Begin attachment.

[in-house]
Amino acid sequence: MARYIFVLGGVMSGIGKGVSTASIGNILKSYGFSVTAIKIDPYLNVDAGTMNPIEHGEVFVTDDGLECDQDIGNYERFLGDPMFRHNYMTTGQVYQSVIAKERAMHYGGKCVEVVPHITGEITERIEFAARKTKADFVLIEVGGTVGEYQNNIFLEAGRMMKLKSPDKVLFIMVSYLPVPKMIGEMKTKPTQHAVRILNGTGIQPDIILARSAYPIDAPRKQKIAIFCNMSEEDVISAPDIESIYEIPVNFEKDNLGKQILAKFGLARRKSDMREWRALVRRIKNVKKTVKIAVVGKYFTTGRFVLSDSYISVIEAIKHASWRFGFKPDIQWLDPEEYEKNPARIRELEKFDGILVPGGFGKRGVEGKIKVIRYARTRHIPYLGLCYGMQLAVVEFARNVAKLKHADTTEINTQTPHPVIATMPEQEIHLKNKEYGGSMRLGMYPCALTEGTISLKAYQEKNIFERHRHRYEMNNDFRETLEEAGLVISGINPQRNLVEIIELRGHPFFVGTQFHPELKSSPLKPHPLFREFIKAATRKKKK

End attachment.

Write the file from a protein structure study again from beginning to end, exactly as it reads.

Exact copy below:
[in-house]
Amino acid sequence: MARYIFVLGGVMSGIGKGVSTASIGNILKSYGFSVTAIKIDPYLNVDAGTMNPIEHGEVFVTDDGLECDQDIGNYERFLGDPMFRHNYMTTGQVYQSVIAKERAMHYGGKCVEVVPHITGEITERIEFAARKTKADFVLIEVGGTVGEYQNNIFLEAGRMMKLKSPDKVLFIMVSYLPVPKMIGEMKTKPTQHAVRILNGTGIQPDIILARSAYPIDAPRKQKIAIFCNMSEEDVISAPDIESIYEIPVNFEKDNLGKQILAKFGLARRKSDMREWRALVRRIKNVKKTVKIAVVGKYFTTGRFVLSDSYISVIEAIKHASWRFGFKPDIQWLDPEEYEKNPARIRELEKFDGILVPGGFGKRGVEGKIKVIRYARTRHIPYLGLCYGMQLAVVEFARNVAKLKHADTTEINTQTPHPVIATMPEQEIHLKNKEYGGSMRLGMYPCALTEGTISLKAYQEKNIFERHRHRYEMNNDFRETLEEAGLVISGINPQRNLVEIIELRGHPFFVGTQFHPELKSSPLKPHPLFREFIKAATRKKKK